Last week, the NYT declared that America’s top graduates no longer see entry level Wall Street jobs as a top choice careers.
Now, America’s paper of record is documenting an important sartorial shift: the suit and tie once considered the de facto Wall Street uniform (suits for men and heels-and-a-dress for women) has been abandoned in favor of far more comfortable outfits, expanding “casual Friday” to every day of the week.
Accompanied by a lengthy photo-essay documenting the change, the NYT reports that as more Wall Street bankers return to the office (while JPM and Goldman ordered bankers to report back months ago, other banks are targeting a post-Labor Day return for all staff, but many workers from a range of firms have been reporting back to the office for months) even senior bankers are ditching ties, and embracing work gear made by Lululemon, Untucked and other manufacturers of more liberating business attire.
The changes are superficial, but they hint at a bigger cultural shift in an industry where well-cut suits and wingtips once symbolized swagger, memorialized in popular culture by Gordon Gekko in the movie “Wall Street” and Patrick Bateman in the film adaptation of Bret Easton Ellis’s novel “American Psycho.” Even as many corporate workplaces around the country relaxed their dress codes in recent years, Wall Street remained mostly buttoned up.
Consider the informal new dress code a “consolation prize” for staff frustrated about their return to the office.
Like so much else, that changed in the pandemic. Big banking firms, including Goldman Sachs, JPMorgan Chase and Citigroup, have realized that their employees are loath to reach for their corporate attire, after more than a year of working from home dressed mainly in loungewear, or Zoom-appropriate shirts on top and sweatpants below. As banks get their workers back to their desks — even as some other companies have paused such plans — senior executives are easing up on dress codes as a concession to their weary staffs.
One Goldman “legal analyst” said the new dress code is even more relaxed than they had expected.
“It’s a little bit more relaxed than what I anticipated,” said Melissa Cortes, a legal analyst who recently joined Goldman. “I’m wearing sneakers right now, and people are wearing jeans with blazers or shirts,” said Ms. Cortes, who sported a white jacket, black wide-leg trousers and white sneakers on Wednesday.
While the most egregious style violations (jeans on the trading floor) might only be tolerated until the summer heat subsides (and more clients start returning to banks’ offices for client meetings), ties will likely remain a relic.
Although banks haven’t sent out formal memos, their informal message is that returning employees should feel free to dress appropriately for the occasion — and that during a summer with few in-person client meetings, more relaxed attire is permissible. Jeans have even shown up on trading floors, and bankers have a wealth of opportunities to spring a familiar workplace joke: What’s with the tie? Got a job interview?
No official memos have been sent on the subject. But the NYT says JPM CEO Jamie Dimon helped signal that management approved of the change when he wore a black polo shirt during a TV interview.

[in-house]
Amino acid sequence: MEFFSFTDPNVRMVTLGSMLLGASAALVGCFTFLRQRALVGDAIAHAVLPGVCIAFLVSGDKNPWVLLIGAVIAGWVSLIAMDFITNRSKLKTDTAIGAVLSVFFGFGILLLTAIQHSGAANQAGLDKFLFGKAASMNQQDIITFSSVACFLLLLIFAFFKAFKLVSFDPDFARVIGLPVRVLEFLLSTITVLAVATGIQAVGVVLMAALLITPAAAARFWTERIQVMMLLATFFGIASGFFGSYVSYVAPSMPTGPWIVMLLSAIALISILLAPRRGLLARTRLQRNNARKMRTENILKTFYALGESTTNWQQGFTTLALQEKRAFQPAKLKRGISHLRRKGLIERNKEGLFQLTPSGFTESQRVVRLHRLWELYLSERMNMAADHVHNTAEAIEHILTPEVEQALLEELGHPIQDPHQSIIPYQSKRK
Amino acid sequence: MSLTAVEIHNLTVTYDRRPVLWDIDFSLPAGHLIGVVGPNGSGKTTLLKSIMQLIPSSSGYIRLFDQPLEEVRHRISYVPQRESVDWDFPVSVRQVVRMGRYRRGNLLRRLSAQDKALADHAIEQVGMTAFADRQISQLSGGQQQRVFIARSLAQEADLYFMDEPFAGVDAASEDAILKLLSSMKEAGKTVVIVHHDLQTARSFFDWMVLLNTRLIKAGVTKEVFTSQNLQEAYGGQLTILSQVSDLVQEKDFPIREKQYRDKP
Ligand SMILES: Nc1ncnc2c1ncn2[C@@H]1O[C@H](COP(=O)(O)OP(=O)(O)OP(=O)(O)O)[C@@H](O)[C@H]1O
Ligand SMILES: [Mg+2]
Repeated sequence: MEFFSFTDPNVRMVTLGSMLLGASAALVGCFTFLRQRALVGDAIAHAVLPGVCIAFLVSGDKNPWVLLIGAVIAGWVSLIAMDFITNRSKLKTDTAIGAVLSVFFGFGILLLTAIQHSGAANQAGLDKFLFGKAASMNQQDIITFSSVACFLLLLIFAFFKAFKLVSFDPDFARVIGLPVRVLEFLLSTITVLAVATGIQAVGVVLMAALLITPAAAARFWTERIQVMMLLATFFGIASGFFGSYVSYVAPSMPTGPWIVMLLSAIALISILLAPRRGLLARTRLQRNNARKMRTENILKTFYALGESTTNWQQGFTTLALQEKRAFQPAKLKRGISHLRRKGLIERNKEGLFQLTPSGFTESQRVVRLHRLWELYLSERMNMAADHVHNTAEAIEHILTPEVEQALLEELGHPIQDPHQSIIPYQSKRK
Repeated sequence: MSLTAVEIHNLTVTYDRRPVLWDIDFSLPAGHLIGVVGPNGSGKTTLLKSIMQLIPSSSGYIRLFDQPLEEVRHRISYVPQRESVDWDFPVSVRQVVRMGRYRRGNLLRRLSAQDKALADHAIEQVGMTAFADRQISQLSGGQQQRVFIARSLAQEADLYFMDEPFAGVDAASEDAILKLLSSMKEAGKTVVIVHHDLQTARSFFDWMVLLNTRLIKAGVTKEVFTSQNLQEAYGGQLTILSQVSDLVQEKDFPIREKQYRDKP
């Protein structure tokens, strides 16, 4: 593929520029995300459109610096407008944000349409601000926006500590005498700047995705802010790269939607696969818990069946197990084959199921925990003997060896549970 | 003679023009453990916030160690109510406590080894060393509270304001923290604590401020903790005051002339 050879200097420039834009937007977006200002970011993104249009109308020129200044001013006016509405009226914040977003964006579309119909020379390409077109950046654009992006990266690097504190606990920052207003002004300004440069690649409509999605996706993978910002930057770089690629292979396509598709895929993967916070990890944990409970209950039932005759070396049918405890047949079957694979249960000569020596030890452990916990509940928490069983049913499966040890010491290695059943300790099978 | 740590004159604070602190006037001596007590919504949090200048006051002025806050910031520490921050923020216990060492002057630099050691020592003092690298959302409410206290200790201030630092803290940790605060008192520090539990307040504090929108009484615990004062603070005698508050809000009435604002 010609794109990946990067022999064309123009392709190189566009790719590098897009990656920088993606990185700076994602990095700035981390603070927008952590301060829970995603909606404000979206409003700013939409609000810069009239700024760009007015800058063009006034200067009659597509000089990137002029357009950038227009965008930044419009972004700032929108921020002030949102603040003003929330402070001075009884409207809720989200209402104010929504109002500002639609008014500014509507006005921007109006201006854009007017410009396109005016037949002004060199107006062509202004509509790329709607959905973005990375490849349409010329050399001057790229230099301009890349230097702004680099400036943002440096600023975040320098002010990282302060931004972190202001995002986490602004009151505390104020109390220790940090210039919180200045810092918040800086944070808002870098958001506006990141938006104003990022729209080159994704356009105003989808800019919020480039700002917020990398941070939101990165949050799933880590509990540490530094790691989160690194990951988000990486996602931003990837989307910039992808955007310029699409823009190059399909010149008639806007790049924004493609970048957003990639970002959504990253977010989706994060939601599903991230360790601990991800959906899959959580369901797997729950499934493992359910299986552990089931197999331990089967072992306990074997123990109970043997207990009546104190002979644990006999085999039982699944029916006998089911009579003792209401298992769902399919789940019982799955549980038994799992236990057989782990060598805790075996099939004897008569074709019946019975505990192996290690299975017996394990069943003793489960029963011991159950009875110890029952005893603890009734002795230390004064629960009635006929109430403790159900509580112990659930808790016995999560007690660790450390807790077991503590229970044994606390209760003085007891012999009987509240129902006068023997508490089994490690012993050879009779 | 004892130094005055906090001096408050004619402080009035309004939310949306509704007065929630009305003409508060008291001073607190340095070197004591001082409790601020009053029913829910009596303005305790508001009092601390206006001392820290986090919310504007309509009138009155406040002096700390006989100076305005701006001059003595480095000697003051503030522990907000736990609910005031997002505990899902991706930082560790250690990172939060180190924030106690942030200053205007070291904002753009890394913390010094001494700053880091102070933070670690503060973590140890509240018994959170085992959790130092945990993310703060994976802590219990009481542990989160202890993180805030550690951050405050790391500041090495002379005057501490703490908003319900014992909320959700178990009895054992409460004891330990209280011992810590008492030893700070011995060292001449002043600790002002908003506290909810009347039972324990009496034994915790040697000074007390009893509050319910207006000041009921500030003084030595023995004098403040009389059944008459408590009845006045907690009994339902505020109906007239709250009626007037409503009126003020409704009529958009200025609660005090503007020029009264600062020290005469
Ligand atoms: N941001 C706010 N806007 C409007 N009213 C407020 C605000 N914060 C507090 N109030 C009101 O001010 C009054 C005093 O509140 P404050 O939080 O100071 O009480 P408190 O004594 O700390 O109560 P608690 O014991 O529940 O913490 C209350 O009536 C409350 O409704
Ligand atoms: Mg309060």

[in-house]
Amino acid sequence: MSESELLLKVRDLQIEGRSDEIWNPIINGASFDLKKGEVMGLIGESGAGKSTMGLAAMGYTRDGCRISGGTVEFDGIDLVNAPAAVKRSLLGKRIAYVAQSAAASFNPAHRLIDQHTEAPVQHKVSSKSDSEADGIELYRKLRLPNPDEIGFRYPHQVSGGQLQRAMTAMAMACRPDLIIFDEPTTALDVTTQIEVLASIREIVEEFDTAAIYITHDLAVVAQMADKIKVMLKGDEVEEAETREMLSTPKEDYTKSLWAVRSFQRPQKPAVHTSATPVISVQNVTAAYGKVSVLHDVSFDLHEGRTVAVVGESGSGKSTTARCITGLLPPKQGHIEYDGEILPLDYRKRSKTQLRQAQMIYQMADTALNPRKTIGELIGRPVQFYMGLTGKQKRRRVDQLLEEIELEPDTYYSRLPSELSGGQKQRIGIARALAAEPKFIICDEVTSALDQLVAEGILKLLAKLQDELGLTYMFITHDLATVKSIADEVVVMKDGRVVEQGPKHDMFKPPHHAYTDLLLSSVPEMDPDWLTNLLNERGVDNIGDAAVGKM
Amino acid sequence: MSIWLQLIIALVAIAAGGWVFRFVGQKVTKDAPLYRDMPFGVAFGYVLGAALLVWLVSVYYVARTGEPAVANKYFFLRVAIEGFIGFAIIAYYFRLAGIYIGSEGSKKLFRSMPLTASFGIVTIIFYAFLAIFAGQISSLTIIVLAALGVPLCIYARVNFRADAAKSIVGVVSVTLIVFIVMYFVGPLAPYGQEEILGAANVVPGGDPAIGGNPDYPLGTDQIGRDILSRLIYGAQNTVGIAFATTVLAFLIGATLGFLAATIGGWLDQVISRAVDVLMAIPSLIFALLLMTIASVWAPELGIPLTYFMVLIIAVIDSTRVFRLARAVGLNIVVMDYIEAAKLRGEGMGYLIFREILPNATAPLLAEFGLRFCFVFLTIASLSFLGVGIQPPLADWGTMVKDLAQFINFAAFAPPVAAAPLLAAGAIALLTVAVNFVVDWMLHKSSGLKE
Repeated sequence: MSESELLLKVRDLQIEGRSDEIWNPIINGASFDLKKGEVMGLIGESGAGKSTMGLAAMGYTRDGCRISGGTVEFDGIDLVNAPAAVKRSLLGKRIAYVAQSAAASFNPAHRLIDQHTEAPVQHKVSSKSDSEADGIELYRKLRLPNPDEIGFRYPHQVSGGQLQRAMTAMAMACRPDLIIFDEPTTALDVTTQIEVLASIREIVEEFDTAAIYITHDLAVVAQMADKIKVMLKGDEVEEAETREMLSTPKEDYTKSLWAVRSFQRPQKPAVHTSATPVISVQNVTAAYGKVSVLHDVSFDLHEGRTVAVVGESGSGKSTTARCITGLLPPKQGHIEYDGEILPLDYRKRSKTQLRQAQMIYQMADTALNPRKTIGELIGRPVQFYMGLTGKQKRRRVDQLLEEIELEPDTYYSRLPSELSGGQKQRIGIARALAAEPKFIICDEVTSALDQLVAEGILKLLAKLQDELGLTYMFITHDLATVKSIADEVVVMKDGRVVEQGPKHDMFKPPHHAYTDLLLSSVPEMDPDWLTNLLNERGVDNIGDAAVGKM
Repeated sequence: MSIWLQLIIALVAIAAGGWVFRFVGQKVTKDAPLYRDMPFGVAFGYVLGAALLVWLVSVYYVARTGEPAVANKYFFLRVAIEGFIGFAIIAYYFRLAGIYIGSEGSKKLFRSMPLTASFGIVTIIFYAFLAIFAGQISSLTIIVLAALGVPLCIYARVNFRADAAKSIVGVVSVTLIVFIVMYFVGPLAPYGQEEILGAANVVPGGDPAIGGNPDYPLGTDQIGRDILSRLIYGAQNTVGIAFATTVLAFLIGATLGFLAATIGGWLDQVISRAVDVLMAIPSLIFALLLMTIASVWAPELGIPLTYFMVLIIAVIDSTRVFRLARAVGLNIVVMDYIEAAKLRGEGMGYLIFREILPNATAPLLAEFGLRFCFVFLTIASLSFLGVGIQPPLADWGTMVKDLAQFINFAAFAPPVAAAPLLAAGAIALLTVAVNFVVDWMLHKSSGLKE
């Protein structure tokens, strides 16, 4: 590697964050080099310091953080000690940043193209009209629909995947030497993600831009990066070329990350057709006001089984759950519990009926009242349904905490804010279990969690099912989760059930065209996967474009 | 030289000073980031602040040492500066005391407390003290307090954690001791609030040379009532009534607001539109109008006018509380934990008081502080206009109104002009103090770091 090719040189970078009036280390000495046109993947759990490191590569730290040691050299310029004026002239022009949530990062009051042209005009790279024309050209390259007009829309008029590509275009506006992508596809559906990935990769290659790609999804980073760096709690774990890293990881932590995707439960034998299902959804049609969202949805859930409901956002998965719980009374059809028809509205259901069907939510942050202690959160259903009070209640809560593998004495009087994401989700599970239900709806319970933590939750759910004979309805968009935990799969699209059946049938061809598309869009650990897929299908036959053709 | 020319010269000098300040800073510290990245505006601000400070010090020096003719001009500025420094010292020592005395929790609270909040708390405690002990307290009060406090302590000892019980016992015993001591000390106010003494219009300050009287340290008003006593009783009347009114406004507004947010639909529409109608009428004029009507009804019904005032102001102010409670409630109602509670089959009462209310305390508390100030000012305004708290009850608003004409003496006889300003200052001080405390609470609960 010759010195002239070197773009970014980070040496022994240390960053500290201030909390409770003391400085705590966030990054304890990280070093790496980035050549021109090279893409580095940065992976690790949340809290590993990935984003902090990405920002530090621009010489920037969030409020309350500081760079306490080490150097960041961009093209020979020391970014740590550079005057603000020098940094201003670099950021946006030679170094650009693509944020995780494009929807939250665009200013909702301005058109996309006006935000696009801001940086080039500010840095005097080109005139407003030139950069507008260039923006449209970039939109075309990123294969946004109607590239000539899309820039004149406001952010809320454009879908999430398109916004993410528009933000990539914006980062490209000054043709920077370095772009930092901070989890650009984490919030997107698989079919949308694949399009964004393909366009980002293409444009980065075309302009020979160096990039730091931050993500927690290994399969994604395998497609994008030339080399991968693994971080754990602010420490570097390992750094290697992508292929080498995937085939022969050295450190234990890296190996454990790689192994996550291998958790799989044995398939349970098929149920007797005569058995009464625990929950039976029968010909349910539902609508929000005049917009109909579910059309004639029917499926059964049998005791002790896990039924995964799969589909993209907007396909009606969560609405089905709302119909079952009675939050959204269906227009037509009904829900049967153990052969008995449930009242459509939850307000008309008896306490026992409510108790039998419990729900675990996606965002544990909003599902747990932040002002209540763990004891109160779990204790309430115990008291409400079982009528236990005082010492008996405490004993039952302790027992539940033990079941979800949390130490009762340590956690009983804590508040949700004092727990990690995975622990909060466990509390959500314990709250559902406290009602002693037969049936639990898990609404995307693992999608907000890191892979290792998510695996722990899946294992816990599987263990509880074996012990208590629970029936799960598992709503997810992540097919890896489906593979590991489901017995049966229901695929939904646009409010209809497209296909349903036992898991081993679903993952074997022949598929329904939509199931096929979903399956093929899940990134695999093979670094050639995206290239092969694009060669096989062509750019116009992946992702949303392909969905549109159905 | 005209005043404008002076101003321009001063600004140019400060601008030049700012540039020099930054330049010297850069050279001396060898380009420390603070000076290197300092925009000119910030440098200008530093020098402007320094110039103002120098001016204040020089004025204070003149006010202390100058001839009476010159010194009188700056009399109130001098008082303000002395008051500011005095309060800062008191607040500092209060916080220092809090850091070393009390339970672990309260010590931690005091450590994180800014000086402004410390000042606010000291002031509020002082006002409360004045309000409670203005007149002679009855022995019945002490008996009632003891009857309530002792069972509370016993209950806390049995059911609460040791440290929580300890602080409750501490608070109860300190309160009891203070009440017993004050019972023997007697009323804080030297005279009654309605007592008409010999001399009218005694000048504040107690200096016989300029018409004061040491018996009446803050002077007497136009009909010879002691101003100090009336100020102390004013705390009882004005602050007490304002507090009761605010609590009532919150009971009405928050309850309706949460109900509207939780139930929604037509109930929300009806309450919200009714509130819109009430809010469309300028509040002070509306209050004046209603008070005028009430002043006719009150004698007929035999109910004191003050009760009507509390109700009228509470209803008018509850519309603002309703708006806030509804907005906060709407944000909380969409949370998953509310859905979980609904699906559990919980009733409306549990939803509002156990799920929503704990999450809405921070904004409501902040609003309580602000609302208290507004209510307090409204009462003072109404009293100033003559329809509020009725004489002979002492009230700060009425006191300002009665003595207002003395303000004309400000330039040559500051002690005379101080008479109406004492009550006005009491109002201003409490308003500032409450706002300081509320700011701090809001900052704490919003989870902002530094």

JPMorgan’s chief executive, Jamie Dimon, recently wore a black polo shirt for a TV interview; Goldman’s boss, David Solomon, D.J.s in T-shirts on weekends; and Rich Handler, the head of Jefferies, posted a photo of himself sporting a henley tee on Twitter. At an event welcoming employees back to the office in July, Citigroup’s Jane Fraser — the only female boss of a major Wall Street bank — kept her signature look: a jewel-toned dress.
The story even included the following quote from “avowed sneakerhead” John Williams, Governor of the New York Fed, who formerly ran the Fed bank in San Francisco (a decidedly more progressive environment, particularly when it comes to workplace attire).
Williams said that lax dress codes are part of valuing “individuality” and “diversity” in the workplace.
John C. Williams, president of the Federal Reserve Bank of New York and an avowed sneakerhead, said the Fed wanted people to bring their “authentic self” to work because personal style was an important part of valuing all forms of individuality and diversity.
He said he was looking forward to wearing new pairs from his sneaker collection in the office. “When people can be themselves, they do their best work,” he said.
In a way, the trend started before the pandemic: Goldman declared suits and ties optional back in 2019. But most employees were too timid to ditch their ties, given that Wall Street’s pecking order has been, in a way, defined by dress since time immemorial.
But in banking, the strict hierarchies were embedded in unwritten fashion rules. Colleagues would ridicule those wearing outfits considered too flashy or too shabby for the wearer’s place in the corporate food chain. Superiors were style guides, but wearing something swankier than one’s boss was considered a faux pas. An expensive watch could be seen as a mark of success, an obnoxious flex, or both.
“What’s amazing is these guys were wearing suits in the middle of summer, walking the streets of New York, coming off the train” before the pandemic, Mr. Riccobono said.
“It took corona for the guys who never wore anything but suits to realize, ‘Wait a second.'”
Perhaps, in the not-too-distant future, wearing one’s lulus to work will be a hallmark of top executives, a reflection of the comfort they feel as masters of the universe. As one purveyor of work-leisure attire points out: